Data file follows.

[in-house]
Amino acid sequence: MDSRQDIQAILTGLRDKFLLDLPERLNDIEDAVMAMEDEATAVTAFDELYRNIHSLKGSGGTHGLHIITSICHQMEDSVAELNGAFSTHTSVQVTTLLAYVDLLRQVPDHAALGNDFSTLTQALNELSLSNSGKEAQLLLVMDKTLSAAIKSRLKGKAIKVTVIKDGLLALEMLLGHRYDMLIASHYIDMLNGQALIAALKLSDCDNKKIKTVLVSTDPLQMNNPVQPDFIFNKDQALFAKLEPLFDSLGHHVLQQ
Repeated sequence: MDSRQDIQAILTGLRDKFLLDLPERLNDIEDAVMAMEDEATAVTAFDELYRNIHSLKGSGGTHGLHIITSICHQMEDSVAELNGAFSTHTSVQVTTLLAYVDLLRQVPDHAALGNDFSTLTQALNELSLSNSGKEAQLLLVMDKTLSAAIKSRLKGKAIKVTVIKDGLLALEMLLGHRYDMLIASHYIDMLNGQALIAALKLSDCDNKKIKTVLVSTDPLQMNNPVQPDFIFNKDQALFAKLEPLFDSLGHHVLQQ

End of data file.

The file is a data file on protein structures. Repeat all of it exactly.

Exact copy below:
[in-house]
Amino acid sequence: MDSRQDIQAILTGLRDKFLLDLPERLNDIEDAVMAMEDEATAVTAFDELYRNIHSLKGSGGTHGLHIITSICHQMEDSVAELNGAFSTHTSVQVTTLLAYVDLLRQVPDHAALGNDFSTLTQALNELSLSNSGKEAQLLLVMDKTLSAAIKSRLKGKAIKVTVIKDGLLALEMLLGHRYDMLIASHYIDMLNGQALIAALKLSDCDNKKIKTVLVSTDPLQMNNPVQPDFIFNKDQALFAKLEPLFDSLGHHVLQQ
Repeated sequence: MDSRQDIQAILTGLRDKFLLDLPERLNDIEDAVMAMEDEATAVTAFDELYRNIHSLKGSGGTHGLHIITSICHQMEDSVAELNGAFSTHTSVQVTTLLAYVDLLRQVPDHAALGNDFSTLTQALNELSLSNSGKEAQLLLVMDKTLSAAIKSRLKGKAIKVTVIKDGLLALEMLLGHRYDMLIASHYIDMLNGQALIAALKLSDCDNKKIKTVLVSTDPLQMNNPVQPDFIFNKDQALFAKLEPLFDSLGHHVLQQ